Victor Borge, the Danish American concert pianist and comic, joked that he had a doctor cousin who discovered a cure for which there was no disease.
A new study, Cannabidiol for the treatment of cannabis use disorder: a phase 2a, double-blind, placebo-controlled, randomised, adaptive Bayesian trial, published in Lancet Psychiatry, the British medical journal may have duplicated Borge’s cousin’s success.
First, let’s discover the “disease.” I think that the most basic problem with this study is that “cannabis” is not just one substance like alcohol or cocaine. It is a plant, or a derivative of a plant with a variety of substances (Cannabinoids, terpenes, flavonoids etc,) that are not yet well understood. Consequently, when someone is said to have problems (or benefits) from “cannabis”, we literally don’t know what we are talking about.
This particular study has an interesting angle, because it suggests that someone who is having problems with “cannabis” can overcome these problems with a cannabinoid, that may or may not be in the “cannabis” they were using. This question is particularly relevant in British study, because in a contraband market like Britain’s, no one really knows what they are smoking. Also, it might well be the “Skunk” strain that is very popular in Britain and is supposedly very low in CBD.
So, perhaps they are being treated for an “addiction” to THC, when they are really suffering from a CBD deficiency. Or maybe they were getting some benefit from the THC, but were being pressured to quit because it is illegal, and then suffer from bad medical advice. After all, we know that people have been using cannabis for millennia for a variety of health problems.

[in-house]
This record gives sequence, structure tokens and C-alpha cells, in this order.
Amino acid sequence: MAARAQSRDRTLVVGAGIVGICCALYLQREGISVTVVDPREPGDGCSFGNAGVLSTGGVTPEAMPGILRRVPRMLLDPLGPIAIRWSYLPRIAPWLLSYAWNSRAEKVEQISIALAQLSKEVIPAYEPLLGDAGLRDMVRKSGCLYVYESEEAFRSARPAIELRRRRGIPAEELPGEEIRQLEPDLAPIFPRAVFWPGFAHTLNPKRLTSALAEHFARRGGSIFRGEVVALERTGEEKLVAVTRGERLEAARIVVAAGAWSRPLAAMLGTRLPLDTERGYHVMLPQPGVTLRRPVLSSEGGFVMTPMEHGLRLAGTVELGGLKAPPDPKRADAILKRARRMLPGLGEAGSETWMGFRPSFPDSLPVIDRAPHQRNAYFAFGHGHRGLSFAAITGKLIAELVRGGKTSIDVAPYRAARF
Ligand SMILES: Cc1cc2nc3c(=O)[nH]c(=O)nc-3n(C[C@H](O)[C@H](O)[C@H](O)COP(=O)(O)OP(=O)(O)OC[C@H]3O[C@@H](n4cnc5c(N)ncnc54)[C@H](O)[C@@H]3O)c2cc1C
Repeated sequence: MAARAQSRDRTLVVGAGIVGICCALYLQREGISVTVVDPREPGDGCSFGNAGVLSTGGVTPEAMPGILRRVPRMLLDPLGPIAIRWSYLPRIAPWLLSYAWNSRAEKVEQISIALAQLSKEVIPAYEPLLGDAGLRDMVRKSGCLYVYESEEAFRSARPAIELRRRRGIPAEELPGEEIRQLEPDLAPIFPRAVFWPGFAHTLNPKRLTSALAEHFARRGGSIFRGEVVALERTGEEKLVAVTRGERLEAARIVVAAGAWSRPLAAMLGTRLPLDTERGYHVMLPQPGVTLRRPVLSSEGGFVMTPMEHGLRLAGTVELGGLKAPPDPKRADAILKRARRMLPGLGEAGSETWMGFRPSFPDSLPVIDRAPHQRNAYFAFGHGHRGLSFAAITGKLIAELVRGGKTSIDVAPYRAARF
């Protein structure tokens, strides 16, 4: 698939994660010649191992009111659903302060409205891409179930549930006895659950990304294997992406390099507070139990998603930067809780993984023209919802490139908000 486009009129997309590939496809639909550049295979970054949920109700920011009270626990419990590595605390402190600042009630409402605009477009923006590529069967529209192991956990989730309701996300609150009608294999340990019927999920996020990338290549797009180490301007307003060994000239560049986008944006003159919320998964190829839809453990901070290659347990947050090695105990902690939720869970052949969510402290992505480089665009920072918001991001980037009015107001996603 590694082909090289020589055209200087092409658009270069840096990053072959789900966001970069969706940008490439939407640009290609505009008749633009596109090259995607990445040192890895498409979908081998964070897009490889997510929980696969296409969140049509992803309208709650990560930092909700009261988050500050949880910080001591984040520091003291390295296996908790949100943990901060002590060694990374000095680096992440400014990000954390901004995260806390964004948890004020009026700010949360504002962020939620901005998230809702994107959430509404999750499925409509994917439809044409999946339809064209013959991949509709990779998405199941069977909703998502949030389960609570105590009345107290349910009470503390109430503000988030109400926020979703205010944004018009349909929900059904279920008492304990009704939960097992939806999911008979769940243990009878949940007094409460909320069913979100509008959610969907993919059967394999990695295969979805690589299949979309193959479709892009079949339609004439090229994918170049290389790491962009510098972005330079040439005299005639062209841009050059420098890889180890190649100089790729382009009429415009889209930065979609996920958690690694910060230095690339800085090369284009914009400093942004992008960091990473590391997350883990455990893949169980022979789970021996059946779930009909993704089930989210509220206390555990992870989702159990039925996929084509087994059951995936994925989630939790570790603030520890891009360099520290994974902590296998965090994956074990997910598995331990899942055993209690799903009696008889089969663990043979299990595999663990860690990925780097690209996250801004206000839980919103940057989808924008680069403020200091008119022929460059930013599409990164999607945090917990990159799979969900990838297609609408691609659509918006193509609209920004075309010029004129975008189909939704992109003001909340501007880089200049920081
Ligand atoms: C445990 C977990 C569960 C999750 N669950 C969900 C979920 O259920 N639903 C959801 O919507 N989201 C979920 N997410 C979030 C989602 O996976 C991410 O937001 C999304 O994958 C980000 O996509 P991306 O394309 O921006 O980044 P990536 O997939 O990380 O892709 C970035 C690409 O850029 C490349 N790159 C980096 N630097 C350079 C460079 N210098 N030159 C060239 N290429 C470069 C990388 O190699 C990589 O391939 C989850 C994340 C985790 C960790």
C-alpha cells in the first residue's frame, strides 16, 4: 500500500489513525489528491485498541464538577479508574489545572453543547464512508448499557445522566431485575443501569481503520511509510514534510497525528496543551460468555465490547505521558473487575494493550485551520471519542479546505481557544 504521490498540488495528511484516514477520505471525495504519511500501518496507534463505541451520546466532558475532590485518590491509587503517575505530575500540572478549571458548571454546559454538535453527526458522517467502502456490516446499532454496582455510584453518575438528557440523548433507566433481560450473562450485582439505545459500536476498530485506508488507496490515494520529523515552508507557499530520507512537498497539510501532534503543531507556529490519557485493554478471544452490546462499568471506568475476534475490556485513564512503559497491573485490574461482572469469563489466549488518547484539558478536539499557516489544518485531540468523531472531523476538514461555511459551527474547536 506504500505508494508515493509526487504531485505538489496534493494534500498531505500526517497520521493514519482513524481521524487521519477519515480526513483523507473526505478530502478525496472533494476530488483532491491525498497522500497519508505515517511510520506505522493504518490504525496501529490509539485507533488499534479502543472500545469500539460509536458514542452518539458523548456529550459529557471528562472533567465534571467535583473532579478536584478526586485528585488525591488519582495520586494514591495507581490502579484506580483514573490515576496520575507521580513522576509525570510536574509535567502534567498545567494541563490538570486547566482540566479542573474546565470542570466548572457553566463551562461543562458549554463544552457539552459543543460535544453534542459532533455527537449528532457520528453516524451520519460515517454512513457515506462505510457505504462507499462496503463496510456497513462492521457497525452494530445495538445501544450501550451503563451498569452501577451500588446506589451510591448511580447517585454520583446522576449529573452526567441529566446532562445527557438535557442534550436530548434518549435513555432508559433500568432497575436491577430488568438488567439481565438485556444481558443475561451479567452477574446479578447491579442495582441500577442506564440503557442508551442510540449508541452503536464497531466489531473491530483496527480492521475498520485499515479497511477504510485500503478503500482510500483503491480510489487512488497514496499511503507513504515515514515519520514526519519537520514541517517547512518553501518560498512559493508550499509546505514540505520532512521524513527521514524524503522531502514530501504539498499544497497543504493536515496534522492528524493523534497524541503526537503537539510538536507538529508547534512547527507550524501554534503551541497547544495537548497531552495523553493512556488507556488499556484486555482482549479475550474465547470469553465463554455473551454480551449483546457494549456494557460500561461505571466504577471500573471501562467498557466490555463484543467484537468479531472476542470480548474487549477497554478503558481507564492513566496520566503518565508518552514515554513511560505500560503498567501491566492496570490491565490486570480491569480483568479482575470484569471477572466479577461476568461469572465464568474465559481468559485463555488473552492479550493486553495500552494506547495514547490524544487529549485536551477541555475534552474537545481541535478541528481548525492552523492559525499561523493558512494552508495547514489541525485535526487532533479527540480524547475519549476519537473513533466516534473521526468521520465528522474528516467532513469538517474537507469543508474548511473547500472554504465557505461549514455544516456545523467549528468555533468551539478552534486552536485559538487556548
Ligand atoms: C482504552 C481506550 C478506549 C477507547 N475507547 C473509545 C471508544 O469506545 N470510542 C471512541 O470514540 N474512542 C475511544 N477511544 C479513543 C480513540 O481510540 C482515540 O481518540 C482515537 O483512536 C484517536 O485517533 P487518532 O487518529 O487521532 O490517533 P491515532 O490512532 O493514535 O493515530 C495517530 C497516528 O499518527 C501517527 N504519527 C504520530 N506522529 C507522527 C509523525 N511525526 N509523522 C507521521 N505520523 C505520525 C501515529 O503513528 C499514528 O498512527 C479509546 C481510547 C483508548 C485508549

Although reports on this study suggested that it is new news, a 2015 report, Cannabidiol Oil for Decreasing Addictive Use of Marijuana: A Case Report, published by The National Center for Biotechnology Information, reported much the same. “This case study illustrates the use of cannabidiol (CBD) oil to decrease the addictive use of marijuana…”
“The second most abundant component—CBD has been suggested to have the medicinal effects of decreasing anxiety, improving sleep, and other neuro-protective effects. The mechanism of action for CBD has been suggested to be antagonistic to the psychoactive properties of THC in many locations within the central nervous system. Such action raises the issue of whether it might be beneficial to use CBD in isolation to facilitate withdrawal of marijuana use.”
One cannot but wonder why, if “marijuana addiction “ is such a problem, why didn’t the addiction industry (and the DEA and NIDA) promote CBD as a treatment five years ago, when that study was reported by an agency of the US government? Perhaps because they did not want to admit that they have been suppressing evidence of the medical value of cannabis?
But what is addiction?
We joke about being addicted to whatever we particularly like, so we instinctively know that not all addictions are created equal. Barbiturate and alcohol withdrawal can be fatal. Tobacco withdrawal seems to be very hard to shake. On the other hand, we sometimes refer to compulsive behaviors as addictions, and compulsive gambling is incredibly destructive.
In 1996, two anti-prohibitionist Dutch scholars, Arjan Sas and Peter Cohen (an old friend) at the University of Amsterdam published a study, Patterns of cannabis use in Amsterdam among experienced cannabis users.
They report, “Although 45 percent of the experienced cannabis users we interviewed report having first hand knowledge of negative effects of hashish or marijuana on one or more aspects of life, this did not lead to an escalation of problems. In fact all respondents but one were able to regulate their cannabis use on their own, either by quitting or cutting down their use, or applying stricter rules to their use.”